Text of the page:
Throughout, I felt the author couldn't quite decide whether this was supposed to be dark comedy or serious social commentary, and while I'm all for using humour to make serious points, this trode an uneasy line between the two and didn't really work on any front.
Like I said, I love this author, so I was very disappointed and completely bemused, especially as the opening chapters showed Atwood still has a huge talent and imagination. On the whole though, this was no better than the hordes of trashy dystopian novels available today and worse than many of them - unbelievable from such a noted writer.
on 5 January 2016
I love Margaret Atwood and her deliciously negative outlook on life. There is something quite exciting about her evident disappointment in the human race and the bleakness that she bleeds into her books. I don’t know why, perhaps it’s a fight against the enforced sickly sweetness of the world. The ‘let’s all be happy because everything is going to be alright’. Perhaps it’s that, or perhaps it’s just a delight to see something different for a change, to taste the sweet drops of the prohibited, the views you shouldn’t hold because where will negativity get you? Nowhere? Maybe though, just maybe, these brooding tales of woe are just what the doctor ordered when it comes to examining the ways we live and to stark warnings of what our future may behold – if we’re not careful, of course. Atwood is the queen of this, the queen of modern dystopia and this novel, The Heart Goes Last, is certainly no exception.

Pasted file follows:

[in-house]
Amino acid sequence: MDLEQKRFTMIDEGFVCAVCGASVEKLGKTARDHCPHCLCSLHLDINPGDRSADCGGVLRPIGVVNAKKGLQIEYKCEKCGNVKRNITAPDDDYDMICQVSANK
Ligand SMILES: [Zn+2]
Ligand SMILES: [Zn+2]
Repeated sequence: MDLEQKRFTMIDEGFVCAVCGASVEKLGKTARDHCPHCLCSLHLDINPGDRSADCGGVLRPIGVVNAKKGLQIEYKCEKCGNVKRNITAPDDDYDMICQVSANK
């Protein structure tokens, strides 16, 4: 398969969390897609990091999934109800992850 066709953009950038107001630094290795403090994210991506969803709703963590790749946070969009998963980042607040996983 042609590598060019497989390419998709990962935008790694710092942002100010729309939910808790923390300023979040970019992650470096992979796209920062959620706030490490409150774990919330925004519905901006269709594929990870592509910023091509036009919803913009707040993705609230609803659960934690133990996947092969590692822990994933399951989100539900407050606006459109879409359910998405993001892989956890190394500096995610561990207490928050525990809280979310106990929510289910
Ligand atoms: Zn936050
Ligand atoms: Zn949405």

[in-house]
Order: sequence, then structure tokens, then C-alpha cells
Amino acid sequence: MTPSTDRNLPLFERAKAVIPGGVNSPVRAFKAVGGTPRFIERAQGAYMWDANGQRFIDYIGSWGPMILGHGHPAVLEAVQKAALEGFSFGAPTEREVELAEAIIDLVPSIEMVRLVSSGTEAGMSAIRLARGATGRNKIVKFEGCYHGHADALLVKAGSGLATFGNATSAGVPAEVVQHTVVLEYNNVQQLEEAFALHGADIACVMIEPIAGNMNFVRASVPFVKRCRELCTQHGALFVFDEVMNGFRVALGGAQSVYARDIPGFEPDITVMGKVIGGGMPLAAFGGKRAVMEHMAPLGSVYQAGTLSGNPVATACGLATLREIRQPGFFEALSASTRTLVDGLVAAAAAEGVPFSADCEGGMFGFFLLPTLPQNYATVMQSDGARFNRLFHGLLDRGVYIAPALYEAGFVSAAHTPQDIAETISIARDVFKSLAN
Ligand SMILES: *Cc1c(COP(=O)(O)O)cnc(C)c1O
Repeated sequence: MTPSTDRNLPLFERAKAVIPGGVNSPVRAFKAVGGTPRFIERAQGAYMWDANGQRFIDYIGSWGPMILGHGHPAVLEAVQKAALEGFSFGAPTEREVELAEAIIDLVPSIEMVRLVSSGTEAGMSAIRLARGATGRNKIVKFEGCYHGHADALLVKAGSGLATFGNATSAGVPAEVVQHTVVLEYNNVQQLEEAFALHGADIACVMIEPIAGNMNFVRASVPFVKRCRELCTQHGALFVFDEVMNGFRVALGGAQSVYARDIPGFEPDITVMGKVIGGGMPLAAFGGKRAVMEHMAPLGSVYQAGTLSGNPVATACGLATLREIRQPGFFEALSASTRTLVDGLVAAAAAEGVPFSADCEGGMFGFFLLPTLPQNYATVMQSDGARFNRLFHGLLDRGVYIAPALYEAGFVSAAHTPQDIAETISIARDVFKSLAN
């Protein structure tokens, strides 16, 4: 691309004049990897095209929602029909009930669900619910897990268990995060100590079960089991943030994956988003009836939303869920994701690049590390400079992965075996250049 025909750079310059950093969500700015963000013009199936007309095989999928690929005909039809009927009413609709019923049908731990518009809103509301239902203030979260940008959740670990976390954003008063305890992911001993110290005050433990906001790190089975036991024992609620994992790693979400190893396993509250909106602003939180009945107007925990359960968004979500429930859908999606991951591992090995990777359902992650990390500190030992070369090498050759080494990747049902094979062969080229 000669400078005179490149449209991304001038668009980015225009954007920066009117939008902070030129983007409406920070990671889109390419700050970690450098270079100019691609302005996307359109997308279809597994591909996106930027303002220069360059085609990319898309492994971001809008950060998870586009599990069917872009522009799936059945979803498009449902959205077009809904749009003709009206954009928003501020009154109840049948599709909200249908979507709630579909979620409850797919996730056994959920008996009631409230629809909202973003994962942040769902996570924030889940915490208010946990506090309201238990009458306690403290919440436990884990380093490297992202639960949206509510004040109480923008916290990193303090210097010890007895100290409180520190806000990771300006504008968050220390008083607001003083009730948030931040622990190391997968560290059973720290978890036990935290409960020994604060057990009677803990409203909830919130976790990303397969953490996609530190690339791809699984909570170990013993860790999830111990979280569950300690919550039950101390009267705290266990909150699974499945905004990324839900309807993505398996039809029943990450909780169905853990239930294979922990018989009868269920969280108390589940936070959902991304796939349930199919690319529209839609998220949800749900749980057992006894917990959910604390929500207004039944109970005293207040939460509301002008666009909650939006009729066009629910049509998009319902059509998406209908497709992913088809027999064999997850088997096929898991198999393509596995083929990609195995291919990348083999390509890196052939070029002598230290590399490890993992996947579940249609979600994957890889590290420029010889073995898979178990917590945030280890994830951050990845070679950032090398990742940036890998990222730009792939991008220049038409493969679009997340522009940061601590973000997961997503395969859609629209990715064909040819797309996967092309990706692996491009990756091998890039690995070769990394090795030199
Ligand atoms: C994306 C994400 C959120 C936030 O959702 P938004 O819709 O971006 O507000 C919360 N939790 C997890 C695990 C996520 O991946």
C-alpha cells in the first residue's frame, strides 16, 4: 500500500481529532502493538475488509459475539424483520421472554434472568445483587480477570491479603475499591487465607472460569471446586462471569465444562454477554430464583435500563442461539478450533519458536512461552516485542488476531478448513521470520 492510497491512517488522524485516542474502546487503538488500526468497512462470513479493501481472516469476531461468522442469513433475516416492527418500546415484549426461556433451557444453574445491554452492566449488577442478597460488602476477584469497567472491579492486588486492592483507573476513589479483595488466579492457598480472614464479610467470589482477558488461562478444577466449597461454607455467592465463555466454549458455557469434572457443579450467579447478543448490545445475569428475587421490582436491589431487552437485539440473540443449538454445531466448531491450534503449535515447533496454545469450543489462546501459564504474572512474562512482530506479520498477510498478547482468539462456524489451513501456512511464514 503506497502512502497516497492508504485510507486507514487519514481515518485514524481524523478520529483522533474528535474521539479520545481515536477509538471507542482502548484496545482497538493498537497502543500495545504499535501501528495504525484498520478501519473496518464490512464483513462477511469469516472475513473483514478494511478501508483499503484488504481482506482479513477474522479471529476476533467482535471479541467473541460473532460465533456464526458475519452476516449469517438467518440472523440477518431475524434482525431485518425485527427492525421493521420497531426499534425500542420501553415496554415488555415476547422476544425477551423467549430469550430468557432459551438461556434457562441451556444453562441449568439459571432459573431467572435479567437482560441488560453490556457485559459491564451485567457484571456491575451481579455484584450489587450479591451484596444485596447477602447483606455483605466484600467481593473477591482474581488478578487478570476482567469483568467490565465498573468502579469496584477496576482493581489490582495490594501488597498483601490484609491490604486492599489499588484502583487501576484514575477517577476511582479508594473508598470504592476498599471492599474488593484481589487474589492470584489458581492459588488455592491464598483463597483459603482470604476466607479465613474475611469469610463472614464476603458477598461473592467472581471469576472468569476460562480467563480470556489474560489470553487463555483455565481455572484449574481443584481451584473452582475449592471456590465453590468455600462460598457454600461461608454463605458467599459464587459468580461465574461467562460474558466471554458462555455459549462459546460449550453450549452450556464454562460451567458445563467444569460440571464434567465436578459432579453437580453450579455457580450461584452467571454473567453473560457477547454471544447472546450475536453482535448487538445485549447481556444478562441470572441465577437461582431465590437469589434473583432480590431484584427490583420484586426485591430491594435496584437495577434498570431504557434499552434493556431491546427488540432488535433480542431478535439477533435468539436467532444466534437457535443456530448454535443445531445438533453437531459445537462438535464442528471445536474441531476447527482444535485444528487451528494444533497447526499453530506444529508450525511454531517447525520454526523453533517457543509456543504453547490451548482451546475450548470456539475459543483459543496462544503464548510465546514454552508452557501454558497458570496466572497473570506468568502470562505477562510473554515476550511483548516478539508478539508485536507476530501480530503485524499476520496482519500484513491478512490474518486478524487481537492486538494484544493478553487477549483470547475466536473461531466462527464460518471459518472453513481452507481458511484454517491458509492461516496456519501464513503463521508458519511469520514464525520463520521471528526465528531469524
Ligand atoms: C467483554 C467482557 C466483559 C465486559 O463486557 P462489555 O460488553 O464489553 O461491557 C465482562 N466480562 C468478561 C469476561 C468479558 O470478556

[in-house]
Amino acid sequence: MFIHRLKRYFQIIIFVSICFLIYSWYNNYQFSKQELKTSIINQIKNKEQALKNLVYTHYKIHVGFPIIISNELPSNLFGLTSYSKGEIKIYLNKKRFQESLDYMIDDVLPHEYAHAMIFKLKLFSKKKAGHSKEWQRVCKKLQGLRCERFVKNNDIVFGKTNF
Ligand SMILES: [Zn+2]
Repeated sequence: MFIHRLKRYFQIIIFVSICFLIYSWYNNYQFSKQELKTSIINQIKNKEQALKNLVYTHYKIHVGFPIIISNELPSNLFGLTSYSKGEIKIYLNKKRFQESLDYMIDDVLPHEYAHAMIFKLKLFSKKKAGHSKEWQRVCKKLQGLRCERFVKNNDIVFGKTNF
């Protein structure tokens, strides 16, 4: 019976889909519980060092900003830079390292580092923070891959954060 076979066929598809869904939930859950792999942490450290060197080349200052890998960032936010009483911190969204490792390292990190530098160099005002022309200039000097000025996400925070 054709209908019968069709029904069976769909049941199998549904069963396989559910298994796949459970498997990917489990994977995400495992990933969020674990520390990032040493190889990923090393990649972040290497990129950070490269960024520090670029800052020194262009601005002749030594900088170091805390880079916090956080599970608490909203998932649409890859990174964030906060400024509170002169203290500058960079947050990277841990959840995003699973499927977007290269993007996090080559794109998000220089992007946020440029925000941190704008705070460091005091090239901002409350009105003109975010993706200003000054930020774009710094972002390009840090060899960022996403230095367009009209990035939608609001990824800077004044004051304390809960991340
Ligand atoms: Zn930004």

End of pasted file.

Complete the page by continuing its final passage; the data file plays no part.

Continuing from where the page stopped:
Stan and Charmaine live in their car. It wasn’t always like that. They had once had jobs they liked and a nice house but when the economy collapsed, so did their lives. All they were left with was their car, their love, and Charmaine’s job in the dingy bar, Pixeldust. When they see an advert for the Positron Project, then, it’s no surprise that they sign up. A nice house and a guaranteed job in the quaint, 1950s style town, Consilience? What’s not to love? Of course, every other month they have to go to Positron Prison whilst their ‘alternates’ (those who stay in the prison whilst they are out) live in their home, sleeping in their bed. Beats living in a car, that’s for sure. Of course, in typical Atwood style, all is not what it seems and that is where the fun begins.
This book is definitive Atwood. Or at least, it starts out that way. As a reader, you tumble into her dystopian vision and it’s great. The concept of Consilience and the project is fascinating and pulls you in straight away but as the story continues, the book almost flips into farce. It goes from dark and brooding to hysterically kitsch. It jumps from the deceptively quiet town of Consilience to the wilds of Las Vegas and whilst enjoyed my jaunt through Vegas with more than enough Elvises and Marilyns, filled as it was with humour and farcical action, it sort of tainted the beginning of the novel, which had promised an equally dark and brooding conclusion.